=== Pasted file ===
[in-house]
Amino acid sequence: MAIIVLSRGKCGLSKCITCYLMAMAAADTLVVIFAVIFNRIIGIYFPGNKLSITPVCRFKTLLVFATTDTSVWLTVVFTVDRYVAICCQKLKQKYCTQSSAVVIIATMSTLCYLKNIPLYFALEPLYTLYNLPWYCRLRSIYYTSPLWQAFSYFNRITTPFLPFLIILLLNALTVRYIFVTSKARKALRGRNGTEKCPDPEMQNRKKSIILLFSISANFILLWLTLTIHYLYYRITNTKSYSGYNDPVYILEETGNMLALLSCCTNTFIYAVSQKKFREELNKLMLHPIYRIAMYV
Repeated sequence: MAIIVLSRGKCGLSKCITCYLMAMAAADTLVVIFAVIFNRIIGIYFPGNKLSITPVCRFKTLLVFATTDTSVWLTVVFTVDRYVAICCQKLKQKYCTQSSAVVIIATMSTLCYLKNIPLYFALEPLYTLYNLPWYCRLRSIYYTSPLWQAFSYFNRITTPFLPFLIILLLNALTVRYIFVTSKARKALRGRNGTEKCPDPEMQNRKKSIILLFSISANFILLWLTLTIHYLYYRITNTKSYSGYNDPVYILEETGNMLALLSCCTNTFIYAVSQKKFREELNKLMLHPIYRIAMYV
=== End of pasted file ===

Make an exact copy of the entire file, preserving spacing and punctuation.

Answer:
[in-house]
Amino acid sequence: MAIIVLSRGKCGLSKCITCYLMAMAAADTLVVIFAVIFNRIIGIYFPGNKLSITPVCRFKTLLVFATTDTSVWLTVVFTVDRYVAICCQKLKQKYCTQSSAVVIIATMSTLCYLKNIPLYFALEPLYTLYNLPWYCRLRSIYYTSPLWQAFSYFNRITTPFLPFLIILLLNALTVRYIFVTSKARKALRGRNGTEKCPDPEMQNRKKSIILLFSISANFILLWLTLTIHYLYYRITNTKSYSGYNDPVYILEETGNMLALLSCCTNTFIYAVSQKKFREELNKLMLHPIYRIAMYV
Repeated sequence: MAIIVLSRGKCGLSKCITCYLMAMAAADTLVVIFAVIFNRIIGIYFPGNKLSITPVCRFKTLLVFATTDTSVWLTVVFTVDRYVAICCQKLKQKYCTQSSAVVIIATMSTLCYLKNIPLYFALEPLYTLYNLPWYCRLRSIYYTSPLWQAFSYFNRITTPFLPFLIILLLNALTVRYIFVTSKARKALRGRNGTEKCPDPEMQNRKKSIILLFSISANFILLWLTLTIHYLYYRITNTKSYSGYNDPVYILEETGNMLALLSCCTNTFIYAVSQKKFREELNKLMLHPIYRIAMYV